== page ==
The warm sea, sandy beaches and air filled with volatile phytoncides is Belek, a young respectable resort 30 km east of Antalya. Until 1984, it was a completely wild coast of the Mediterranean, and today is a continuous series of four- and five-star hotels operating on an all-inclusive basis. The reputation of the most expensive Turkish resort is confirmed by the presence of extra-class golf courses designed by leading world designers.
Belek’s peculiarity is pine and eucalyptus forests planted 200 years ago, where many turtles live. Another of their species – the giant sea “carriages”, chose the local beaches as the place for laying eggs. And although the resort itself is indecently young, only 15-20 km from it are the ruins of the ancient cities of ancient Pamphylia – Perge, Sillion and Aspendos.
The pride and main attraction of Belek are the five-star hotels lined up on the first line. Each of them looks like a small state with its own territory, beach, pools and a bunch of everything necessary for a complete detachment from the outside world. True, living in such a country is not cheap – at the peak of the season a double room costs at least 920 TRY per day. As an undeniable bonus – all-inclusive meals.
4 * hotels are almost not inferior to more “star” brothers. Their main disadvantage is the remoteness from the sea. And although everyone has their own beach, you have to get there either on foot (10-15 minutes) or on the hotel’s free shuttle. The cost of living on an all-inclusive basis is 855 TRY per night. This is probably why the numbers in the “four-star” are the most scarce in Belek.
3 * hotels in Belek can be counted on the fingers of one hand. They are located a 10-minute drive from the sea, and a room with full board in them costs from 420 TRY. Despite the modest prices and small areas, the hotels always have a restaurant and a swimming pool.
The coastal strip of Belek with a length of 16 km is almost completely divided between 5 * hotels. Their wide beaches with golden sand and a gentle entry into the sea are framed on one side by pine and eucalyptus forests, and on the other by a clear blue sea. Every evening sand is cleaned and leveled with special machines. The infrastructure of the beaches includes a lifeguard service, sunshades and parasols, racks with beach towels, sun loungers, changing rooms, showers, toilets, cafes and minibars. Guests of hotels working on the all-inclusive system can use all this for free.
“Strangers” from other hotels are easily recognized by the color of their bracelets and are resolutely driven out by the guards.
For hotel guests on the second line and the residents of Belek themselves, there are two public beaches – in the east and west of the coastal strip. You can get to them on dolmushi that go every 30 minutes, or free shuttles from hotels. The cleanliness and infrastructure of these beaches is not inferior to the “five-star”. True, for umbrellas, sunbeds, lunch in a cafe, cocktails in a bar and other beach pleasures, you have to pay separately. But there are football and volleyball courts, picnic places in the shade of pine trees, go-kart tracks and a variety of water activities – windsurfing, kiting, aquabikes, “bananas” and “bagels”. Rent an umbrella and two sun loungers on a public beach – 43 TRY per day, riding a banana – 56 TRY, flying behind a parachute boat – about 200 TRY.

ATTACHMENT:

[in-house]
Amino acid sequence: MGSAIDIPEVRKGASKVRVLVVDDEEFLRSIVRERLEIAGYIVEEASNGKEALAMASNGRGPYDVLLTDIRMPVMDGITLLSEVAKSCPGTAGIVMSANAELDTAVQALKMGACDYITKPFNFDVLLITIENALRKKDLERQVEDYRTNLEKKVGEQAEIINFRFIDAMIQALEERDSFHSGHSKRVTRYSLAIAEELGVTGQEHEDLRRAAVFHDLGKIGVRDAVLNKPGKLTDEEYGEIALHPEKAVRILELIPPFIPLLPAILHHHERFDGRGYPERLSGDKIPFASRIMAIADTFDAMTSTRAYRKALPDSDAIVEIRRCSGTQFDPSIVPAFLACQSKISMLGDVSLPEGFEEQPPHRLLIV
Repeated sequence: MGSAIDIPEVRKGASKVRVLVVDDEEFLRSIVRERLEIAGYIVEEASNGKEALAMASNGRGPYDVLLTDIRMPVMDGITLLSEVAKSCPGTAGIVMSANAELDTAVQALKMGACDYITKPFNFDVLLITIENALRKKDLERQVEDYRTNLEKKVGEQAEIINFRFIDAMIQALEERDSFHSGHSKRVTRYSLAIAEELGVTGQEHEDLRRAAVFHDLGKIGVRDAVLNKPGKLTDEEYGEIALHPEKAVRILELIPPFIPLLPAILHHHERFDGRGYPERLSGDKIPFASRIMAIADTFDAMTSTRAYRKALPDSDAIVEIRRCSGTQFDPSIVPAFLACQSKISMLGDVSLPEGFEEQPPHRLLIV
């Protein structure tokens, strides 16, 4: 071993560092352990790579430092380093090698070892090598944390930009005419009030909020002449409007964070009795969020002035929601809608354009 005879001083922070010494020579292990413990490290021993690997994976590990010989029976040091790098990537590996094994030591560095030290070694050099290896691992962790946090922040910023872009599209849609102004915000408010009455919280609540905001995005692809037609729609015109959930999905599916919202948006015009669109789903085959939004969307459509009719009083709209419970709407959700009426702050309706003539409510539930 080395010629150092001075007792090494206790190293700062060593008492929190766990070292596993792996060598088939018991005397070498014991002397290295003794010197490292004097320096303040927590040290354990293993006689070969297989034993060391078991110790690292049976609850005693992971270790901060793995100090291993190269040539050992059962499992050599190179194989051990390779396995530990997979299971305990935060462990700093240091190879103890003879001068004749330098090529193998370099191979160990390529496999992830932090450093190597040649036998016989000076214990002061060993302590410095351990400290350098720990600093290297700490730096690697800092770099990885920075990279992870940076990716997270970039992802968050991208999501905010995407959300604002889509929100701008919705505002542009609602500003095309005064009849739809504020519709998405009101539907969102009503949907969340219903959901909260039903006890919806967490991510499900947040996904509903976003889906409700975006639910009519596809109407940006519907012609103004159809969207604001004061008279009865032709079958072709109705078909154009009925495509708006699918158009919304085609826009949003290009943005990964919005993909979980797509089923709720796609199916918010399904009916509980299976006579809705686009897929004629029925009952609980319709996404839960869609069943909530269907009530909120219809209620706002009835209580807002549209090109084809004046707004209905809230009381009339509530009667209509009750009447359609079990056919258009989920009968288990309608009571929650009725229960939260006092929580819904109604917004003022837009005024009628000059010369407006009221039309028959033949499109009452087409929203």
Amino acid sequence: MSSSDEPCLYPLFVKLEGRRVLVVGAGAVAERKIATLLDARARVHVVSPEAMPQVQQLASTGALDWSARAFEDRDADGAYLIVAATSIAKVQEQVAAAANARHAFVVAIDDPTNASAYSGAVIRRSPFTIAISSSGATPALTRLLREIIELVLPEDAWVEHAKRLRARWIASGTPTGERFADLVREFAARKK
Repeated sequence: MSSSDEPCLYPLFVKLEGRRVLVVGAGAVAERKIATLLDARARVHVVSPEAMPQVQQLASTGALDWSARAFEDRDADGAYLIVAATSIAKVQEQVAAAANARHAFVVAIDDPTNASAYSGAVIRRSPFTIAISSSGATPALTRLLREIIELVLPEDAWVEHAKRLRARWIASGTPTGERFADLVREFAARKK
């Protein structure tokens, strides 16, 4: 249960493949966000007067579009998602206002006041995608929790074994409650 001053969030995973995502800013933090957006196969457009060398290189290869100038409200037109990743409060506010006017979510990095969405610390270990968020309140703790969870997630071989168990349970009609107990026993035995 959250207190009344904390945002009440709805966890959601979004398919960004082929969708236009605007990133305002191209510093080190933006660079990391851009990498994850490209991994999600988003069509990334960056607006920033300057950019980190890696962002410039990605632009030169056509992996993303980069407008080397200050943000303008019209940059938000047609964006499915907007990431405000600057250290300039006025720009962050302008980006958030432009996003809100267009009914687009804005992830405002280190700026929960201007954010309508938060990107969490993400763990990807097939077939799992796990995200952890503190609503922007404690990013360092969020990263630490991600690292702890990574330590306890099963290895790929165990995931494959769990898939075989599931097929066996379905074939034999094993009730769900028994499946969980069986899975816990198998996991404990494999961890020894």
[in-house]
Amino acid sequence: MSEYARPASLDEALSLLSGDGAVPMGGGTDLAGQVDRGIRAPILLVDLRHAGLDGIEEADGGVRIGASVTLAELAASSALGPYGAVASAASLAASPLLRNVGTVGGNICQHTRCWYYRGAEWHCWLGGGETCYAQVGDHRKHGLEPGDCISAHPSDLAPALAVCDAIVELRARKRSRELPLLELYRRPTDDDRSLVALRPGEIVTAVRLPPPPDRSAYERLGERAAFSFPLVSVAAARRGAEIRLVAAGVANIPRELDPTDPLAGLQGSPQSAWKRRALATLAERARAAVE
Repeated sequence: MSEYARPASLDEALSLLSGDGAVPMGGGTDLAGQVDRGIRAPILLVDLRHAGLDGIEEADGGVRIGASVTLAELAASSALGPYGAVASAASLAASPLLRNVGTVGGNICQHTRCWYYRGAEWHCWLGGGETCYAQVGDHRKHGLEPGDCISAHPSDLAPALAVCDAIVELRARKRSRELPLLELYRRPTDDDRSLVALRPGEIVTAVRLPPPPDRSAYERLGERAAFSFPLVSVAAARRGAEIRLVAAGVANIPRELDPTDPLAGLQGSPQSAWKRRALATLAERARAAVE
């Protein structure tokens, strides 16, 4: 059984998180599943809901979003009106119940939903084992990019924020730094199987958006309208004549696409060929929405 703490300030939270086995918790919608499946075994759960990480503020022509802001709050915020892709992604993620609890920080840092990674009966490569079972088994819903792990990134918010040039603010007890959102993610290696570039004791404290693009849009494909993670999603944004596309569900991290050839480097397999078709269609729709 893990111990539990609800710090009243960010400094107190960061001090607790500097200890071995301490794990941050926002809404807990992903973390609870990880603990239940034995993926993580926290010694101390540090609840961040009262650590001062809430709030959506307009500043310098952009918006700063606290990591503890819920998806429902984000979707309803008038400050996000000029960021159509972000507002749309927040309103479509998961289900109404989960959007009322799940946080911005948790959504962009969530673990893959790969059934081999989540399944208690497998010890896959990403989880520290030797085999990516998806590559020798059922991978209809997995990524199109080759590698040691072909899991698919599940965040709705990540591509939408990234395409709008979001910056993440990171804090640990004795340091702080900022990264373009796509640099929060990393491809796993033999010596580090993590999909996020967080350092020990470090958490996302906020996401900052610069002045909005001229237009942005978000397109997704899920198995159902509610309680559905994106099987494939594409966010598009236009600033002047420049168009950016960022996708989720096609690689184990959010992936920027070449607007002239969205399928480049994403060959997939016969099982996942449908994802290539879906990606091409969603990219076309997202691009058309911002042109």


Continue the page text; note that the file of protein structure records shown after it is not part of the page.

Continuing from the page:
The respectable Belek is not the cheapest place to shop. Prices here are about 25% higher than in neighboring Antalya. Shopping can be done without leaving the hotel – each of them has shops, boutiques and souvenir shops. Even better to go to the village of Belek. Its streets, in fact, are one large counter with a huge selection of jewelry, quality leather, fur, and textile clothes. An unusually large assortment of blouses, jeans, topics, skirts and, of course, swimwear.
Local specifics are shops with clothing, accessories and sports equipment for golf.
In addition to Turkish brands, there are global brands, but their prices are excessively high. Many stores represent well-known retail chains in Turkey, such as LC Waikiki. Almost everyone has a Russian-speaking staff. You can pay in Turkish lira, dollars, euros and even rubles.
With such an abundance of shops, it is difficult to leave Belek without souvenirs. Among the most popular are all kinds of ceramics, Turkish sweets, embroidered slippers with bent noses, Turks for brewing coffee with a copper bottom, fruit teas and traditional tulip-shaped glasses for them. On Saturdays from 9:00 to 15:00, a bazaar is set up on the streets diverging from the mosque. Mehmet Akif Ersoy Caddesi is booming trade in vegetables and fruits, on Ataturk Caddesi street – things. The initial price, as elsewhere in the East, is conditional, but Belek sellers, accustomed to wealthy buyers, are reluctant to make concessions.
Cuisine and restaurants
It’s hard to stay hungry in all-inclusive Belek hotels. But sooner or later, many have a desire to break out of these tenacious embraces.